|Publication number||US4510846 A|
|Application number||US 06/418,947|
|Publication date||Apr 16, 1985|
|Filing date||Sep 16, 1982|
|Priority date||Sep 16, 1982|
|Publication number||06418947, 418947, US 4510846 A, US 4510846A, US-A-4510846, US4510846 A, US4510846A|
|Inventors||Raymond W. Gazzera|
|Original Assignee||The United States Of America As Represented By The Secretary Of The Air Force|
|Export Citation||BiBTeX, EndNote, RefMan|
|Patent Citations (13), Referenced by (3), Classifications (13), Legal Events (5)|
|External Links: USPTO, USPTO Assignment, Espacenet|
The invention described herein may be manufactured and used by or for the Government for governmental purposes without the payment of any royalty thereon.
This invention relates generally to pneumatic actuation devices and, more particularly, to a servo actuator that controls the flow of high pressure gases to a pneumatic actuator that is used in missile flight control systems.
Servo systems operating with high pressure fluids have been widely used in missile flight control systems to move control fins. Hydraulic or electro-mechanical devices have been used in the past but these devices have not provided many of the desired characteristics. In particular, servo systems using high pressure gases have used piston actuators, spool valves or open center poppet valves in the actuator control valve assembly. This control valve assembly interfaces between a pressure regulator and a pneumatic actuator that controls the fins. The valve functions to control the direction of gas flow to and from the actuator. The piston actuator has limited power and poor response, and the valves are inefficient because of gas leakage and do not offer low leakage at null.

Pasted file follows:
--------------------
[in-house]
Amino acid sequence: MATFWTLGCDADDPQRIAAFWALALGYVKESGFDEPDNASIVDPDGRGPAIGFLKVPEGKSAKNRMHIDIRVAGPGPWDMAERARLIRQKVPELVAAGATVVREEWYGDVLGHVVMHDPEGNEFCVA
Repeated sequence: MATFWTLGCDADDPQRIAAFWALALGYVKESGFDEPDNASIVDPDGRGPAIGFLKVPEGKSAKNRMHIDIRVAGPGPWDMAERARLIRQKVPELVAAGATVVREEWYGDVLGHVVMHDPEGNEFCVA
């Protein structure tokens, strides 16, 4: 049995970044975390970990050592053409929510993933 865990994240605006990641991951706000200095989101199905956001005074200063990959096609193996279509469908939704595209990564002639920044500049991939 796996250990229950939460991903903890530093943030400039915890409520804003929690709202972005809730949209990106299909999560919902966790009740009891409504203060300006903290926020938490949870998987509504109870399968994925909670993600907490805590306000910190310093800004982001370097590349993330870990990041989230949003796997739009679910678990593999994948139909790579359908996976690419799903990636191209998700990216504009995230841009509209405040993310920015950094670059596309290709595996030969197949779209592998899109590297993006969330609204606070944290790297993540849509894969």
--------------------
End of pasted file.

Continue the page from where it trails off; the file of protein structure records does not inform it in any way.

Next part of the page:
Another type of prior valve used is the closed center four-way poppet valve. This valve is made by attaching two poppets to one stem and another two poppets to another stem. The opening and closing of the poppets is controlled by a camlike mechanism so that two poppets operate as inlet ports and the other two operate as outlet ports. This type of valve has generally poor operating smoothness due to lack of pressure balance or friction. These drawbacks necessitated a search for an improved actuator control device.
The instant invention sets forth an actuator control device having good pressure balance and linearity and thereby overcomes the problems noted hereinabove.
The actuator control device of the present invention uses four poppets. Two outlet poppets are mounted on control arms which cooperate through a self-centering rocker arm and are seated against inlet poppets which are movable but not attached to the control arms. Both inlet poppets are attached to bellows which form inlet pressure chambers between the bellows and the housing of the actuator valve. A torque motor-driver assembly creates a modulated pressure that is translated into a differential force by diaphragm assemblies which in turn act upon the control arms to move the outlet poppets accordingly. Two motor leg pressure chambers are also formed between the diaphragm assemblies, the housing, and the outlet poppets.
Depending upon the desired direction of the pneumatic actuator, a positive differential force is applied to a first control arm. This causes the inlet poppet to lift away from its seat but also causes the outlet poppet to remain seated against the inlet poppet. As a result, the high pressure gas entering the first inlet pressure chamber flows past the inlet poppet into the first motor leg pressure chamber and therefrom into the pneumatic actuator. The second control arm is then pushed in the opposite direction by the rocker arm so that the inlet poppet remains seated but the outlet poppet lifts off its seat. This action allows the exhaust gas from the actuator to enter the second motor leg pressure chamber and flow past the outlet poppet to be vented. By reversing the above process, the first motor leg pressure chamber exhausts and the second inlet pressure chamber allows gas to flow to the actuator.